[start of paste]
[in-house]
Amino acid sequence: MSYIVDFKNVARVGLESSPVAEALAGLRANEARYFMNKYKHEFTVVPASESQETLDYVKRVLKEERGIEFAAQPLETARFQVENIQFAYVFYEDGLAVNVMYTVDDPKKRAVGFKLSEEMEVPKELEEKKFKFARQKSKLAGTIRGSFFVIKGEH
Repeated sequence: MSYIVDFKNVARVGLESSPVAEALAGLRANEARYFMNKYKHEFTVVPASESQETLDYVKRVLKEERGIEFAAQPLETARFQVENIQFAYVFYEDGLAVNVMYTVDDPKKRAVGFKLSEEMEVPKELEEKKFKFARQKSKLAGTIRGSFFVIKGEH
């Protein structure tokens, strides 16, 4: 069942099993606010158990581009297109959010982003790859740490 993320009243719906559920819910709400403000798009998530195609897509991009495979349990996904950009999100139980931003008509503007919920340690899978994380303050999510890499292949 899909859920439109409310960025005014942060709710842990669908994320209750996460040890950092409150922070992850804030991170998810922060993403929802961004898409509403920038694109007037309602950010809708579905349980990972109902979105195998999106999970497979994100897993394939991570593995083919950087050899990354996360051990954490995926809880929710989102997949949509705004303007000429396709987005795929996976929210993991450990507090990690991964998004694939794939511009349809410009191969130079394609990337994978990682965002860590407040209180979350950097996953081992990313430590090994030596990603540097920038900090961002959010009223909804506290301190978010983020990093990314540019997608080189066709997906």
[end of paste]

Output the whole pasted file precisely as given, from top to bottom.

[in-house]
Amino acid sequence: MSYIVDFKNVARVGLESSPVAEALAGLRANEARYFMNKYKHEFTVVPASESQETLDYVKRVLKEERGIEFAAQPLETARFQVENIQFAYVFYEDGLAVNVMYTVDDPKKRAVGFKLSEEMEVPKELEEKKFKFARQKSKLAGTIRGSFFVIKGEH
Repeated sequence: MSYIVDFKNVARVGLESSPVAEALAGLRANEARYFMNKYKHEFTVVPASESQETLDYVKRVLKEERGIEFAAQPLETARFQVENIQFAYVFYEDGLAVNVMYTVDDPKKRAVGFKLSEEMEVPKELEEKKFKFARQKSKLAGTIRGSFFVIKGEH
């Protein structure tokens, strides 16, 4: 069942099993606010158990581009297109959010982003790859740490 993320009243719906559920819910709400403000798009998530195609897509991009495979349990996904950009999100139980931003008509503007919920340690899978994380303050999510890499292949 899909859920439109409310960025005014942060709710842990669908994320209750996460040890950092409150922070992850804030991170998810922060993403929802961004898409509403920038694109007037309602950010809708579905349980990972109902979105195998999106999970497979994100897993394939991570593995083919950087050899990354996360051990954490995926809880929710989102997949949509705004303007000429396709987005795929996976929210993991450990507090990690991964998004694939794939511009349809410009191969130079394609990337994978990682965002860590407040209180979350950097996953081992990313430590090994030596990603540097920038900090961002959010009223909804506290301190978010983020990093990314540019997608080189066709997906």